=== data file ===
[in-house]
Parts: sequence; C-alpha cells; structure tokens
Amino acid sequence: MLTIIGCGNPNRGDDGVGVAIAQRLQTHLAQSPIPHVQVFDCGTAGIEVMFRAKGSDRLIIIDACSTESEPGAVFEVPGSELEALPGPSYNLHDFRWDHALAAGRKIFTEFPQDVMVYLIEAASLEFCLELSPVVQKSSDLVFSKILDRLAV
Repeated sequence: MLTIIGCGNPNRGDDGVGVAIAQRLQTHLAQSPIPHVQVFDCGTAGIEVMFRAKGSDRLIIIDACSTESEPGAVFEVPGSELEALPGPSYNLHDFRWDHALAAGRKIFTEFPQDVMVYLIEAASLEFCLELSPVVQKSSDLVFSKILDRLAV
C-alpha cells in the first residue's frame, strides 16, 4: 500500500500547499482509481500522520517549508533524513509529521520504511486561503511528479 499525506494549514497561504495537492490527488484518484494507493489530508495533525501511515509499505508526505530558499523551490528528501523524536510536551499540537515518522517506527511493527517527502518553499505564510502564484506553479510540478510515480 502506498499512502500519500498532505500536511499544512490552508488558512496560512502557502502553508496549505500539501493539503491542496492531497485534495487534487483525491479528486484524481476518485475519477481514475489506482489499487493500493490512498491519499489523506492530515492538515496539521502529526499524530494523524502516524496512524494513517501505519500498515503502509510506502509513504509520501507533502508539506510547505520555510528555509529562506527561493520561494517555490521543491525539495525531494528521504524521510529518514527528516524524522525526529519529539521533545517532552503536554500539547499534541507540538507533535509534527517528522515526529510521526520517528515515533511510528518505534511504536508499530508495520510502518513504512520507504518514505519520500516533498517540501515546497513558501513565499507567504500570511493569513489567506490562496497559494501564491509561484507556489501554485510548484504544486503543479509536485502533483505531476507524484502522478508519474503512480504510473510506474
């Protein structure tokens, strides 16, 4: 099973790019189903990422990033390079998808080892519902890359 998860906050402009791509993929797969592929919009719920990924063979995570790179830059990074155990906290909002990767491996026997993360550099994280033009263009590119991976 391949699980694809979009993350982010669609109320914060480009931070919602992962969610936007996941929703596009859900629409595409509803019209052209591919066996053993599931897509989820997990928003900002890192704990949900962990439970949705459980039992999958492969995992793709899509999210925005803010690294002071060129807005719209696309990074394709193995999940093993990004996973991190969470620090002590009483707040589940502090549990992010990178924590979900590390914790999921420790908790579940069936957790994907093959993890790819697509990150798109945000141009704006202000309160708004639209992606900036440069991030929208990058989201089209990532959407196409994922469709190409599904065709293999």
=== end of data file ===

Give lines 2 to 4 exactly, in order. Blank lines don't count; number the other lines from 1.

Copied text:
Parts: sequence; C-alpha cells; structure tokens
Amino acid sequence: MLTIIGCGNPNRGDDGVGVAIAQRLQTHLAQSPIPHVQVFDCGTAGIEVMFRAKGSDRLIIIDACSTESEPGAVFEVPGSELEALPGPSYNLHDFRWDHALAAGRKIFTEFPQDVMVYLIEAASLEFCLELSPVVQKSSDLVFSKILDRLAV
Repeated sequence: MLTIIGCGNPNRGDDGVGVAIAQRLQTHLAQSPIPHVQVFDCGTAGIEVMFRAKGSDRLIIIDACSTESEPGAVFEVPGSELEALPGPSYNLHDFRWDHALAAGRKIFTEFPQDVMVYLIEAASLEFCLELSPVVQKSSDLVFSKILDRLAV